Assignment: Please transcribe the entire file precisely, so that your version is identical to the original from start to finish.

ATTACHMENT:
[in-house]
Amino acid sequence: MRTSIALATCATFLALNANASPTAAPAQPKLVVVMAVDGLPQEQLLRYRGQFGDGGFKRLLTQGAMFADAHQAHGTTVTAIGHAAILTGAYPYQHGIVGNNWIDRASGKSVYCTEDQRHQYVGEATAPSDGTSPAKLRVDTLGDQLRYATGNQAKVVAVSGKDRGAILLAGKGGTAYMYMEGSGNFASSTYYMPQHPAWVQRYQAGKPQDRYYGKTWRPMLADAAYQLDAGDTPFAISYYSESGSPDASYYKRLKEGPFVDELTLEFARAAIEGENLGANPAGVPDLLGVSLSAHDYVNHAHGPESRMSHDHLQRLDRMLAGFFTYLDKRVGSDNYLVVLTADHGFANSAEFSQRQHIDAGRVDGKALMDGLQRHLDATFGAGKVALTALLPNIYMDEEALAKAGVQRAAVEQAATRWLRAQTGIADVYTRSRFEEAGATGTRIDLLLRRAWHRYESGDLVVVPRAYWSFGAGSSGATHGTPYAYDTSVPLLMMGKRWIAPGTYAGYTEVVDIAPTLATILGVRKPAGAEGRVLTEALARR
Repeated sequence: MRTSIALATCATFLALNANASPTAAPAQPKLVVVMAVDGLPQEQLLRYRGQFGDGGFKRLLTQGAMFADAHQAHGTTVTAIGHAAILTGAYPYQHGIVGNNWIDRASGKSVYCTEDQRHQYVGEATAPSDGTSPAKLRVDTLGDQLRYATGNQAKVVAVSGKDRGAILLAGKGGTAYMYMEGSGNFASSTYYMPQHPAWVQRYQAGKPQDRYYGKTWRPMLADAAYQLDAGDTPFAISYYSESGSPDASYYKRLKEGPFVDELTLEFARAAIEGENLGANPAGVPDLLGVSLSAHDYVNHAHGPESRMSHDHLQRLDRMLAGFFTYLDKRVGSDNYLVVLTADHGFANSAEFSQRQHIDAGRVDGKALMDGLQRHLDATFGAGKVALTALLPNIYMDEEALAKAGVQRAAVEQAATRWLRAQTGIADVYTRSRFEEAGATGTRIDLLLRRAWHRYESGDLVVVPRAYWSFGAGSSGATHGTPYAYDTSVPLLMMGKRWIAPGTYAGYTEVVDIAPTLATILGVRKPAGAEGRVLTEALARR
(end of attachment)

[in-house]
Amino acid sequence: MRTSIALATCATFLALNANASPTAAPAQPKLVVVMAVDGLPQEQLLRYRGQFGDGGFKRLLTQGAMFADAHQAHGTTVTAIGHAAILTGAYPYQHGIVGNNWIDRASGKSVYCTEDQRHQYVGEATAPSDGTSPAKLRVDTLGDQLRYATGNQAKVVAVSGKDRGAILLAGKGGTAYMYMEGSGNFASSTYYMPQHPAWVQRYQAGKPQDRYYGKTWRPMLADAAYQLDAGDTPFAISYYSESGSPDASYYKRLKEGPFVDELTLEFARAAIEGENLGANPAGVPDLLGVSLSAHDYVNHAHGPESRMSHDHLQRLDRMLAGFFTYLDKRVGSDNYLVVLTADHGFANSAEFSQRQHIDAGRVDGKALMDGLQRHLDATFGAGKVALTALLPNIYMDEEALAKAGVQRAAVEQAATRWLRAQTGIADVYTRSRFEEAGATGTRIDLLLRRAWHRYESGDLVVVPRAYWSFGAGSSGATHGTPYAYDTSVPLLMMGKRWIAPGTYAGYTEVVDIAPTLATILGVRKPAGAEGRVLTEALARR
Repeated sequence: MRTSIALATCATFLALNANASPTAAPAQPKLVVVMAVDGLPQEQLLRYRGQFGDGGFKRLLTQGAMFADAHQAHGTTVTAIGHAAILTGAYPYQHGIVGNNWIDRASGKSVYCTEDQRHQYVGEATAPSDGTSPAKLRVDTLGDQLRYATGNQAKVVAVSGKDRGAILLAGKGGTAYMYMEGSGNFASSTYYMPQHPAWVQRYQAGKPQDRYYGKTWRPMLADAAYQLDAGDTPFAISYYSESGSPDASYYKRLKEGPFVDELTLEFARAAIEGENLGANPAGVPDLLGVSLSAHDYVNHAHGPESRMSHDHLQRLDRMLAGFFTYLDKRVGSDNYLVVLTADHGFANSAEFSQRQHIDAGRVDGKALMDGLQRHLDATFGAGKVALTALLPNIYMDEEALAKAGVQRAAVEQAATRWLRAQTGIADVYTRSRFEEAGATGTRIDLLLRRAWHRYESGDLVVVPRAYWSFGAGSSGATHGTPYAYDTSVPLLMMGKRWIAPGTYAGYTEVVDIAPTLATILGVRKPAGAEGRVLTEALARR